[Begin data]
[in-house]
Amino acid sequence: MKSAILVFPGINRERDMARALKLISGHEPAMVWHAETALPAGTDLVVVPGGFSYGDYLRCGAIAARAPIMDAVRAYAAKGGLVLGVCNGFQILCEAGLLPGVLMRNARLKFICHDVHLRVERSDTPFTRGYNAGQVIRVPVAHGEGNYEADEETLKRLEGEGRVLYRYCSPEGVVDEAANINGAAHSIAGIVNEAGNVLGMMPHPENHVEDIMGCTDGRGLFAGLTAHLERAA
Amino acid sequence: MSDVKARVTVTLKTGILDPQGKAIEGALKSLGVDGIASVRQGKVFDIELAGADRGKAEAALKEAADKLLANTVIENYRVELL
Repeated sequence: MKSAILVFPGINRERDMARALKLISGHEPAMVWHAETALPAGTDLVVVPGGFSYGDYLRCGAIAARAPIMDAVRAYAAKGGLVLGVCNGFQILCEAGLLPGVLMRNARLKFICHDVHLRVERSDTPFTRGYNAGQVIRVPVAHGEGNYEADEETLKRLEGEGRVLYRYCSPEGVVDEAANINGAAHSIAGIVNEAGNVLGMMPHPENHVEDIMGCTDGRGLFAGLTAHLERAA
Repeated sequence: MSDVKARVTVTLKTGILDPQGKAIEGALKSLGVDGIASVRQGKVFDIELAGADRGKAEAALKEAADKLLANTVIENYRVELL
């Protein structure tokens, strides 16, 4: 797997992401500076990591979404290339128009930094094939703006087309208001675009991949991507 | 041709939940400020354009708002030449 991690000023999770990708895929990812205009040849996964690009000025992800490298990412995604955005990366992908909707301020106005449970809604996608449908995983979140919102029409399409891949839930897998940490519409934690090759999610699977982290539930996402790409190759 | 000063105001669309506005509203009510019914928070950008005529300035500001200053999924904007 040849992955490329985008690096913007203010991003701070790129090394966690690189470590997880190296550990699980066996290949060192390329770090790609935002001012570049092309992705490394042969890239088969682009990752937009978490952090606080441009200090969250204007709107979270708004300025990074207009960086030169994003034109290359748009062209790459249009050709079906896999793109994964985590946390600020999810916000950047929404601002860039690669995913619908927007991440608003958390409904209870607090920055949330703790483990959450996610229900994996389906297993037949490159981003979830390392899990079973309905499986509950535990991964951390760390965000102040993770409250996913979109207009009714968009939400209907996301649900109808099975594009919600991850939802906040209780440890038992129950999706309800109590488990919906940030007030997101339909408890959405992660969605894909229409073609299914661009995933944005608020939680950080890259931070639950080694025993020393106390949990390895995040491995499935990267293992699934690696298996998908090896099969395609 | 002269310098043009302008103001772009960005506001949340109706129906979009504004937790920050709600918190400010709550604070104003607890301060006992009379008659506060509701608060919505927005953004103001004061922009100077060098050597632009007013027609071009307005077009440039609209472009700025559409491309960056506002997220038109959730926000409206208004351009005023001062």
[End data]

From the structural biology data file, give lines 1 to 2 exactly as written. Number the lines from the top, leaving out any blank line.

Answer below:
[in-house]
Amino acid sequence: MKSAILVFPGINRERDMARALKLISGHEPAMVWHAETALPAGTDLVVVPGGFSYGDYLRCGAIAARAPIMDAVRAYAAKGGLVLGVCNGFQILCEAGLLPGVLMRNARLKFICHDVHLRVERSDTPFTRGYNAGQVIRVPVAHGEGNYEADEETLKRLEGEGRVLYRYCSPEGVVDEAANINGAAHSIAGIVNEAGNVLGMMPHPENHVEDIMGCTDGRGLFAGLTAHLERAA